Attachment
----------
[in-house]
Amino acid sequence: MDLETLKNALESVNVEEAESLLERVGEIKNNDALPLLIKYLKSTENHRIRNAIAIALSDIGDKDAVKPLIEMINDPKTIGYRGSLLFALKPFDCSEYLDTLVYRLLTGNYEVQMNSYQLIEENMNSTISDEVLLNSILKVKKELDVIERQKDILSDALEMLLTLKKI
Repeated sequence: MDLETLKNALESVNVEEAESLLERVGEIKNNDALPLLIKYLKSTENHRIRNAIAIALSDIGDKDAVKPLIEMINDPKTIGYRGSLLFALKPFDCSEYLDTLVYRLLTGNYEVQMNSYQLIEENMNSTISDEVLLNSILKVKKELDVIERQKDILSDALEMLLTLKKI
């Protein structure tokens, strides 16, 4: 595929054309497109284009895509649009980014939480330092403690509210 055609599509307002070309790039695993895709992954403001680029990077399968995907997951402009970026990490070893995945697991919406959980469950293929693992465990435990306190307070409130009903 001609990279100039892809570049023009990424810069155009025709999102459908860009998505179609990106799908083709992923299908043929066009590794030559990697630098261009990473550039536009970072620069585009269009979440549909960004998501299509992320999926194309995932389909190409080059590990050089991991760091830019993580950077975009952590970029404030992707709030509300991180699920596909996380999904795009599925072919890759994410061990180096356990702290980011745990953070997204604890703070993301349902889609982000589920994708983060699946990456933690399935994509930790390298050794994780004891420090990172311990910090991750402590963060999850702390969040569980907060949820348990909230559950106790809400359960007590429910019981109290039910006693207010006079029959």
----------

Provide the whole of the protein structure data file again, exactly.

[in-house]
Amino acid sequence: MDLETLKNALESVNVEEAESLLERVGEIKNNDALPLLIKYLKSTENHRIRNAIAIALSDIGDKDAVKPLIEMINDPKTIGYRGSLLFALKPFDCSEYLDTLVYRLLTGNYEVQMNSYQLIEENMNSTISDEVLLNSILKVKKELDVIERQKDILSDALEMLLTLKKI
Repeated sequence: MDLETLKNALESVNVEEAESLLERVGEIKNNDALPLLIKYLKSTENHRIRNAIAIALSDIGDKDAVKPLIEMINDPKTIGYRGSLLFALKPFDCSEYLDTLVYRLLTGNYEVQMNSYQLIEENMNSTISDEVLLNSILKVKKELDVIERQKDILSDALEMLLTLKKI
């Protein structure tokens, strides 16, 4: 595929054309497109284009895509649009980014939480330092403690509210 055609599509307002070309790039695993895709992954403001680029990077399968995907997951402009970026990490070893995945697991919406959980469950293929693992465990435990306190307070409130009903 001609990279100039892809570049023009990424810069155009025709999102459908860009998505179609990106799908083709992923299908043929066009590794030559990697630098261009990473550039536009970072620069585009269009979440549909960004998501299509992320999926194309995932389909190409080059590990050089991991760091830019993580950077975009952590970029404030992707709030509300991180699920596909996380999904795009599925072919890759994410061990180096356990702290980011745990953070997204604890703070993301349902889609982000589920994708983060699946990456933690399935994509930790390298050794994780004891420090990172311990910090991750402590963060999850702390969040569980907060949820348990909230559950106790809400359960007590429910019981109290039910006693207010006079029959």